Last Housecore on the Left
Horror film fest's extreme metal soundtrack
Pig DestroyerSunday, 4:10pm, Antone's
Pig Destroyer might be the only grindcore band in the world that could be considered a household name. They've transcended all niche and subculture, and maintain a deeply cherished discography. It's hard to find universal status in extreme music, so it's a wonder how Pig Destroyer make their crossover look so natural.
"It's something we've noticed and it's very much appreciated from our perspective," said electronics man Blake Harrison. "We do attract a more diverse crowd. You know, everyone from crazy, headbanging metal heads to arty types. We think that's pretty cool."
There's something joyful about Pig Destroyer. They're funky, for starters. They're also serious about their talent, but cheerful in tone. When former Thrice drummer Riley Breckenridge started a silly, baseball-themed grindcore band this year, Puig Destroyer was the obvious name.
"We think our music is fun," shrugs Harrison. "It's ferocious, but we like to have fun with it, and have fun with people."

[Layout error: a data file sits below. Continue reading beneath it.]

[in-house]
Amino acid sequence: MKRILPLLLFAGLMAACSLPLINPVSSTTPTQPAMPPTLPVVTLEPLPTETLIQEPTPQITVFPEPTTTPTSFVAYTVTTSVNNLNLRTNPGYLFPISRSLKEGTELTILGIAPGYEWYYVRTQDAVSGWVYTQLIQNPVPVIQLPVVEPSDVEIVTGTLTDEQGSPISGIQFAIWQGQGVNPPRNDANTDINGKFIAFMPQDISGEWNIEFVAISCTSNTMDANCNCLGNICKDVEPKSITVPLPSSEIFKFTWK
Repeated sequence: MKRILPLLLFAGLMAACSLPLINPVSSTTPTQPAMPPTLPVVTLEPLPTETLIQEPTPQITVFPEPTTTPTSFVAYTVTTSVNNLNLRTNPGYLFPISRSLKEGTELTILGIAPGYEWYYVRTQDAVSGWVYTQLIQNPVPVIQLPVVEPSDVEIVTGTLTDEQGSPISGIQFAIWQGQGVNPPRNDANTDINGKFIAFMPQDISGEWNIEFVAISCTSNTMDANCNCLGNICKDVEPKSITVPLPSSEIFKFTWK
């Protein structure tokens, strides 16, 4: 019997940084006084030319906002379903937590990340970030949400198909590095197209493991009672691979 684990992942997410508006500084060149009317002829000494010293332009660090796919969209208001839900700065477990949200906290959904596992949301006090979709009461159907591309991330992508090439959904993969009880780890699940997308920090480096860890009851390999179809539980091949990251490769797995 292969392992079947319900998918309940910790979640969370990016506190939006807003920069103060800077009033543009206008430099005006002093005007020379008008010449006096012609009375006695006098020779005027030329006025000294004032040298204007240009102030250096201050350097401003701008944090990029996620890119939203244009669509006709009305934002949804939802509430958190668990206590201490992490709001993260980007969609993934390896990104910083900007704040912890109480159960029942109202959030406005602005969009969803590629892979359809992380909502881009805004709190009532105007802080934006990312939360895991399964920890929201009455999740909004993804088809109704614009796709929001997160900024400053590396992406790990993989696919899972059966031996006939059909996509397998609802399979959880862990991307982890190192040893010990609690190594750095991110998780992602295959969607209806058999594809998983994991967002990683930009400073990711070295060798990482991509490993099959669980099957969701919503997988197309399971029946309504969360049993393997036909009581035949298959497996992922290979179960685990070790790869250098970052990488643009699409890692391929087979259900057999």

Perhaps the most impressive thing about Pig Destroyer remains how they've managed to build a long, and fruitful career. Grindcore isn't exactly known for its longevity, bands flaring up and dying out on a monthly basis. Pig Destroyer has 15 years, five great albums, and shows no sign of slowing down.
"Over the years people change and people's lives change, so I'm a little shocked to see that we're still at it," acknowledges Harrison. "We don't really tour extensively, so it gives us the opportunity to lead our own lives and not be in each other's faces or at each other's throats all the time."